Thinking about my daughter’s stillbirth forty years ago is bringing back lots of memories and I am compelled to post another blog today and then I’ll move on, I promise.
As I wrote in ‘Dead End,’ Hannah’s brief life and death taught me: God’s grace is always sufficient for the bitter parts of this life on earth.
A big way I saw His love and grace at work was through His friends around me.
Especially through His friend P.
It was her quick smile and a crazy turkey t-shirt she was wearing that attracted me to P. the first time we met back in 1976. With her husband, P. had come to Montreat to work at the small college where Jake worked, and for two years we shared meals and dreams and Bible verses and jokes, playing and praying together often.
I loved her then, and I love her still, her unique self, her warm personality, her funny stories and sayings, and her heart for God.
But I selfishly love her most for her loyal generosity. All through these many years, P. reads and responds to my blabbering letters. She listens to my heart. She speaks grace and truth to me.
When Hannah died, I didn’t want to be around anyone. But P. (who had moved 3 hours away) didn’t ask, she just showed up at my door. She fed me. She cried with me. She listened to me blaspheme God as I struggled to accept the unacceptable. She stood by me in the cemetery. And she marveled with me, at God’s goodness, when I told her that an Anonymous Someone had paid all the funeral costs.
P. gave me the gift of presence. She was with me.
Later that year, a swell of grief hit me. I was 4 months pregnant, but I wanted Hannah, my first baby, and I felt so upset that there was no one but me who knew her, loved her, and missed her.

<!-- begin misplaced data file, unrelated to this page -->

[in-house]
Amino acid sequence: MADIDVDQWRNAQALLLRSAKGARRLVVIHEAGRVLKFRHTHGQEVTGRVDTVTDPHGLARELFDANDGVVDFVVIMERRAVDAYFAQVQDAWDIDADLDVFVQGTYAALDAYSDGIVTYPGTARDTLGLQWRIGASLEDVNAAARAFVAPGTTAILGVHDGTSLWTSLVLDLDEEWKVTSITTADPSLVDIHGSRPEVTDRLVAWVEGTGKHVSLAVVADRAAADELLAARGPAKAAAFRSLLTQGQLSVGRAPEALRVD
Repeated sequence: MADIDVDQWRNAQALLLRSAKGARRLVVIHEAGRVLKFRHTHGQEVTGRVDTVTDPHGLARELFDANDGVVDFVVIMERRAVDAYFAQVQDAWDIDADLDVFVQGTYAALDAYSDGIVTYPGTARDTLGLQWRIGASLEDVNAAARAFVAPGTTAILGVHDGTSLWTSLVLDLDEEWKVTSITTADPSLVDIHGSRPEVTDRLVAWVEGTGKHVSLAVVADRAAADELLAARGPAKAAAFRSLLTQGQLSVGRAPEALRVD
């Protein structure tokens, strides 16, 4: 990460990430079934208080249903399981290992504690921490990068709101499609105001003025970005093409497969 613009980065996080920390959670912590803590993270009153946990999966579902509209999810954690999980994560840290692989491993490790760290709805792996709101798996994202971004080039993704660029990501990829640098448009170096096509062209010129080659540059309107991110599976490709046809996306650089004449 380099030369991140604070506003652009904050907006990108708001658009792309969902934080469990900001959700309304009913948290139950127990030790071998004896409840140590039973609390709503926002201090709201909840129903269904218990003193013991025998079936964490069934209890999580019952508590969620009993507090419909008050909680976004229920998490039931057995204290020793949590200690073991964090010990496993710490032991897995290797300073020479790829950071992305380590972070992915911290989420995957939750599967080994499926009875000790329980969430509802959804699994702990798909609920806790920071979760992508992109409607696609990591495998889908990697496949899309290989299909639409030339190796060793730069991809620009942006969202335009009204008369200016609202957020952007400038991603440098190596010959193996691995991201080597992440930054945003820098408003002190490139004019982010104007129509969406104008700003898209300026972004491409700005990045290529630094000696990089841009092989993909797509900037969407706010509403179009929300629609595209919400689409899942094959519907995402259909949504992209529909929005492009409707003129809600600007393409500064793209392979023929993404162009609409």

Nothing tangible on earth showed that Hannah had lived.
To comfort myself, I put together a scrapbook with all the cards, photos of baby showers, letters, journal pages … anything and everything I had kept that pertained to Hannah.
I loved making that simple scrapbook, but I did not want to show it to anyone.
I couldn’t wait to visit her and explain my deep need to have something to give evidence to my baby’s life.
P. cried along with me as we turned each page and remembered this and that.
And then she said that she had also wanted something tangible of Hannah.
She led me into her bedroom, opened her jewelry box, lifted out the tray, and from the bottom, drew out a small white piece of paper. Unfolding it, she gave it to me, saying, “I want you to put this in Hannah’s book.”
I cried, looking at the paid-in-full receipt from Miller Funeral Home.
I’d never imagined that P. was the Anonymous Someone.
I love that story.
Just had to tell it.